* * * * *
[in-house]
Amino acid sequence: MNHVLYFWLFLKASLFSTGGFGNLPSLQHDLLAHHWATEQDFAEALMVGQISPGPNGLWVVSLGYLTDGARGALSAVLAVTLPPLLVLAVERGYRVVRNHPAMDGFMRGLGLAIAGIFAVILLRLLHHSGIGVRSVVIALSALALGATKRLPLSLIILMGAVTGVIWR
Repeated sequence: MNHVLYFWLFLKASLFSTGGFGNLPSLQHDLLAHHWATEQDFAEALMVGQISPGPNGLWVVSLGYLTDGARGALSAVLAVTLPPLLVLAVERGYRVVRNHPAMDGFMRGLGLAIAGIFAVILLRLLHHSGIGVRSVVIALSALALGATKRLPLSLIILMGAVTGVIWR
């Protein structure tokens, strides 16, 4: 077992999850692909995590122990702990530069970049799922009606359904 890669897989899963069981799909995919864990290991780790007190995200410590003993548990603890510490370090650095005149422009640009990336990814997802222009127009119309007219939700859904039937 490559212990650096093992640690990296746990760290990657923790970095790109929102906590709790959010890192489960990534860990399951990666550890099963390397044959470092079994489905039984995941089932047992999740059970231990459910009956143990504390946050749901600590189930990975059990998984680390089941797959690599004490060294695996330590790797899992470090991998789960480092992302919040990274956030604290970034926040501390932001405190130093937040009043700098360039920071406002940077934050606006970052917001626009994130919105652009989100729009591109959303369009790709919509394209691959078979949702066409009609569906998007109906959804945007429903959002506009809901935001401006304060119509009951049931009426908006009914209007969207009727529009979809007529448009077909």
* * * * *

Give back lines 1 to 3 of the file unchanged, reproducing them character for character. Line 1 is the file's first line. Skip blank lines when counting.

[in-house]
Amino acid sequence: MNHVLYFWLFLKASLFSTGGFGNLPSLQHDLLAHHWATEQDFAEALMVGQISPGPNGLWVVSLGYLTDGARGALSAVLAVTLPPLLVLAVERGYRVVRNHPAMDGFMRGLGLAIAGIFAVILLRLLHHSGIGVRSVVIALSALALGATKRLPLSLIILMGAVTGVIWR
Repeated sequence: MNHVLYFWLFLKASLFSTGGFGNLPSLQHDLLAHHWATEQDFAEALMVGQISPGPNGLWVVSLGYLTDGARGALSAVLAVTLPPLLVLAVERGYRVVRNHPAMDGFMRGLGLAIAGIFAVILLRLLHHSGIGVRSVVIALSALALGATKRLPLSLIILMGAVTGVIWR